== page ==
The Democrats don't have a plan. The Democrats say that they have taken steps to shore up the solvency of Medicare and Social Security, and, frankly, that's not the case. I'd like to see what President Obama's plan is on paper, in writing, in specific, talking about how he would shore up the program rather than just attacking Paul Ryan and the House Republicans.

And I think that's the real lack of leadership that we're facing in this debate. Let's have an honest discussion, but let's have both political parties put their cards on the table, as opposed to one putting them down and the other criticizing him for it.

Mr. DIONNE: Just, I would say briefly, President Obama took about a half a trillion dollars out of Medicare and every Republican running for office in 2010 attacked the Democrats for it. So I don't know about demogoguing Medicare here.

SIEGEL: Well, let's move on to 2012 because the Republican presidential field has been fleshed out a bit. Former Massachusetts Governor Mitt Romney is all but in the race, but former House Speaker Newt Gingrich is now in the race officially. And I'd like to hear what you guys make of these two Republicans.

First, E.J., Gingrich.

Mr. DIONNE: You know, when I came back after a time in Europe to cover American politics in 1986, one of the first trips I wanted to make, and I made it - was down to Georgia to meet this really interesting guy, Newt Gingrich. And you got to say, first of all, that he is always fascinating. And when you're actually just sitting down with him exchanging ideas, he's a lot of fun to talk to.

His problem is, I think, that he's always seen his central mission as standing up, athwart mass ignorance and shouting, listen to me. And he's had a remarkably little discipline. John Podhoretz, a good conservative, had a column this week in The New York Post where he reminded us that Newt once likened the Democratic Party to Woody Allen's affair with his own sort of pseudo-stepdaughter. And he once suggested that if you were upset by the fact that Susan Smith had drowned her two children, you needed to vote Republican.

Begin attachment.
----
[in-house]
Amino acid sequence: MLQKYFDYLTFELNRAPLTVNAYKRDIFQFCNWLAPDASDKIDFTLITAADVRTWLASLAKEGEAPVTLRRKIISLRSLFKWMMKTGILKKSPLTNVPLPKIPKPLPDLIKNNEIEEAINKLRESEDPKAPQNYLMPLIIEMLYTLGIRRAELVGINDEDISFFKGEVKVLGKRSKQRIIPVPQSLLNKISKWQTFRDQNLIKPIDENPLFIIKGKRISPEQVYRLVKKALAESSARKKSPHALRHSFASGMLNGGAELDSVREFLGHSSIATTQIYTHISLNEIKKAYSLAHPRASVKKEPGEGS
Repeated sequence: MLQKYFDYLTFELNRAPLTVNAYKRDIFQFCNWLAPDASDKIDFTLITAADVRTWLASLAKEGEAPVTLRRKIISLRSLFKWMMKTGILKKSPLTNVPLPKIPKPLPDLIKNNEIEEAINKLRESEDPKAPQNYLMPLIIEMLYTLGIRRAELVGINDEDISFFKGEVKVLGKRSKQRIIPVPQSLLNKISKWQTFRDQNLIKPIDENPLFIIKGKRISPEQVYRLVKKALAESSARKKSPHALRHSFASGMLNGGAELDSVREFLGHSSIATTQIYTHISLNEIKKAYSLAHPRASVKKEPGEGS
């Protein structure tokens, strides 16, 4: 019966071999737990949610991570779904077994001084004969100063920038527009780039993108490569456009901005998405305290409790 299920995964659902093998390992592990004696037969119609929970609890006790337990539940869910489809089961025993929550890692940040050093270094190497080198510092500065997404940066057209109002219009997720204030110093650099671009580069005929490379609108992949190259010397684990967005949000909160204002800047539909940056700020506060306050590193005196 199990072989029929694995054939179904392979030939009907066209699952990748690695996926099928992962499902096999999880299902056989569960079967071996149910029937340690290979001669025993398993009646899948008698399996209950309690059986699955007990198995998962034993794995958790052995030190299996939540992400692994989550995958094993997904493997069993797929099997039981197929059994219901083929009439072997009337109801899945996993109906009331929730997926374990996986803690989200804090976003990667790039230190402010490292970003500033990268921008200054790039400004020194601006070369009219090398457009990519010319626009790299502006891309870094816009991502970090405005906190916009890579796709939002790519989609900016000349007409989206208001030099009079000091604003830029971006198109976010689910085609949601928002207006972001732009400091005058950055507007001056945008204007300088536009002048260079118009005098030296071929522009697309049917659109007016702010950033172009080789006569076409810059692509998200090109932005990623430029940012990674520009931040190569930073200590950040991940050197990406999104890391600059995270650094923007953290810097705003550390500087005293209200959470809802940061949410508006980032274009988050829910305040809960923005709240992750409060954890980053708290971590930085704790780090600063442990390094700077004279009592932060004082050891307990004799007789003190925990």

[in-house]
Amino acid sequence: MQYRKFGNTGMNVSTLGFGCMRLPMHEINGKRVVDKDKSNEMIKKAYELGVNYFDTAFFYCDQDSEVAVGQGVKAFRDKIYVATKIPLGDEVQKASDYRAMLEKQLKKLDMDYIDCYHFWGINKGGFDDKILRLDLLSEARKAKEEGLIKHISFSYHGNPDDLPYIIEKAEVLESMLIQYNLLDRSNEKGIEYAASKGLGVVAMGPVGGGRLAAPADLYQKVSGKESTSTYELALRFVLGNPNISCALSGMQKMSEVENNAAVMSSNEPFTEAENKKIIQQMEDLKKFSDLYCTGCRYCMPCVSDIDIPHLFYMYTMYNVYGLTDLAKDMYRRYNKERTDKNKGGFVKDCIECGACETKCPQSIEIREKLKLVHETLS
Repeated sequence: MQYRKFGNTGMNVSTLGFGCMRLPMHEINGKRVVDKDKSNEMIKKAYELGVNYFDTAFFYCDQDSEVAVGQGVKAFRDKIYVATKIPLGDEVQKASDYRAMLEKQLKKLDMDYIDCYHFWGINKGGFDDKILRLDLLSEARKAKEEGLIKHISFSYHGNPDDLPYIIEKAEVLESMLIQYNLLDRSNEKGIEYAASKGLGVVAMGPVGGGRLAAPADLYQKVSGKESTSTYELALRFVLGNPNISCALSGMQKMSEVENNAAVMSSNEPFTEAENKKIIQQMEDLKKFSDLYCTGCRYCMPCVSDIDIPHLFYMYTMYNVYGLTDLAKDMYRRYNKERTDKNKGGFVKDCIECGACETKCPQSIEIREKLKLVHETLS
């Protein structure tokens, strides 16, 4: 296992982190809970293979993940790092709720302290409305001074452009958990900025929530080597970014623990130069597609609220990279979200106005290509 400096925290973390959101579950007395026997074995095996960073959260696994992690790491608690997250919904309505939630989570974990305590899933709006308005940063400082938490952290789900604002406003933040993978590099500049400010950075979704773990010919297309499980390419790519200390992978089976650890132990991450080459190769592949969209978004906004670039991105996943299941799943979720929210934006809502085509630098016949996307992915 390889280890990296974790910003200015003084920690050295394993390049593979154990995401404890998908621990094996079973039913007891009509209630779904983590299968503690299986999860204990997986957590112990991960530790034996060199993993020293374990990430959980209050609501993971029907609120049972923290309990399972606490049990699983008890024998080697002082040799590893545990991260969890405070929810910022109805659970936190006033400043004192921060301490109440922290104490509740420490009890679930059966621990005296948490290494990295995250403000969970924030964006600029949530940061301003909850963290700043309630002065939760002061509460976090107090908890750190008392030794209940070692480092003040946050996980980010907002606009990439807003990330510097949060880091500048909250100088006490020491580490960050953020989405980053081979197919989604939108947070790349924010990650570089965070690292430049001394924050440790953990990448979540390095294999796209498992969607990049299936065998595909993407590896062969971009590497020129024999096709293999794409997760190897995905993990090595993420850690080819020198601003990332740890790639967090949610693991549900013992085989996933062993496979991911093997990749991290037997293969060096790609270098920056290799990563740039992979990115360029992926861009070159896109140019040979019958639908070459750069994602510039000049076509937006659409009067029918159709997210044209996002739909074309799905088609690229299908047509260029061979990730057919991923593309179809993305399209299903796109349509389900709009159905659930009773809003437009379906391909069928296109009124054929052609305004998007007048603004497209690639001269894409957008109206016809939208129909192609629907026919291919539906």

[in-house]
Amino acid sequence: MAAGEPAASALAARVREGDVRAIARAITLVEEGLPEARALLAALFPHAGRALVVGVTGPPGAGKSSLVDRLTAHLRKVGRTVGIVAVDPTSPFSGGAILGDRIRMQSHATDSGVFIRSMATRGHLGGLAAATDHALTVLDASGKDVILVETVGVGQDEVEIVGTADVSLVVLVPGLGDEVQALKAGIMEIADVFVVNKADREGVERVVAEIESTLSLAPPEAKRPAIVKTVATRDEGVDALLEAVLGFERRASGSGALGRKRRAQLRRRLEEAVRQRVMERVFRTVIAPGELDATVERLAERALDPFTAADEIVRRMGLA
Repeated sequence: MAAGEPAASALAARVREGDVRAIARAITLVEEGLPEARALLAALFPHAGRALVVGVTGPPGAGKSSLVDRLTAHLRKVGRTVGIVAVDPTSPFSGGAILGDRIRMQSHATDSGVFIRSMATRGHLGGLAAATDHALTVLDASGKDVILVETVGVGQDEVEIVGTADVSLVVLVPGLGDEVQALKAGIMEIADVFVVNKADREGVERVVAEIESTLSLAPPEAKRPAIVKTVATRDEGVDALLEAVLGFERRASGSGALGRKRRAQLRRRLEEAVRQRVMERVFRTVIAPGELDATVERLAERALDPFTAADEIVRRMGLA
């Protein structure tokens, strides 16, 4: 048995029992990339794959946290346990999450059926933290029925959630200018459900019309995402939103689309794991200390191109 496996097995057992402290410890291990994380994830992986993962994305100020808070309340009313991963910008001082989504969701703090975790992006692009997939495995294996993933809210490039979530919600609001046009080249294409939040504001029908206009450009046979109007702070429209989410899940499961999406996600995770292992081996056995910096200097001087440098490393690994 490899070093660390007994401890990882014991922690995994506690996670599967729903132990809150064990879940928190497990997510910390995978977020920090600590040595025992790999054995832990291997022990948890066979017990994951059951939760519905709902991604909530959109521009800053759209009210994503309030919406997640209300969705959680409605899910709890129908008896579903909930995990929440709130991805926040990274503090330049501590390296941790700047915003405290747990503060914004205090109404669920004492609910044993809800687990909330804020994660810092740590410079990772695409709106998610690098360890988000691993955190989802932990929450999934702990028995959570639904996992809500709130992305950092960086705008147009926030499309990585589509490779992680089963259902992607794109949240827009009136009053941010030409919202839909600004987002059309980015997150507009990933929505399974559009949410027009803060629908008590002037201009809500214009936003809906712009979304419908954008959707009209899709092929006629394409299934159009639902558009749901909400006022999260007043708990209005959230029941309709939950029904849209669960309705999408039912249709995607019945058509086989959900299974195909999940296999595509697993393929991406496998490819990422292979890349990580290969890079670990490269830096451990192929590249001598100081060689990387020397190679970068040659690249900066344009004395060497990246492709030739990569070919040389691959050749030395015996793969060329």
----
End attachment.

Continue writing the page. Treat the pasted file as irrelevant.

But John also had a wonderful Bob Hope lyric which he said summarized Newt, you may have been a headache, but you never were a bore. But he's not going to be president.

SIEGEL: Ron Christie, you agree he won't be president?

Mr. CHRISTIE: I don't think so. I think the speaker is certainly brilliant and certainly a machine when it comes to putting out numerous ideas on very complex policy matters. But the fact of the matter is, he's only been elected to the House of Representatives. Other than his stint as speaker of the House, he does not have any major governing experience.

And I think given the really complex issues facing the country and given his relatively lack of significant leadership experience, I think he'll attract a lot of attention, he will be politely regarded on the stage, but at the end of the day, he won't be the next president of the United States.

SIEGEL: Almost out of time this week, so let me just ask very briefly, do you think Mitt Romney's doing all right, Ron Christie?

Mr. CHRISTIE: I do. I think it was a very smart move for the former governor from Massachusetts to try to put not distance between himself and his Romney care plan in Massachusetts, but to explain what he had done as governor and how he would differentiate for being the Republican nominee and hopefully the next Republican president.

He's being attacked on the right for this, but I think he did the right thing now to put that issue on the table so that it will hopefully not hurt him as much in the future.

SIEGEL: E.J., you have five seconds.

Mr. DIONNE: For a lot of conservatives, unless he repudiates his greatest achievement as governor, they'll never give him the time of day. He tried, but I think he can't really pull it off.

SIEGEL: E.J. Dionne and Ron Christie, thanks to both of you.

Mr. CHRISTIE: Take care, gentlemen.

Mr. DIONNE: Thank you. Transcript provided by NPR, Copyright NPR.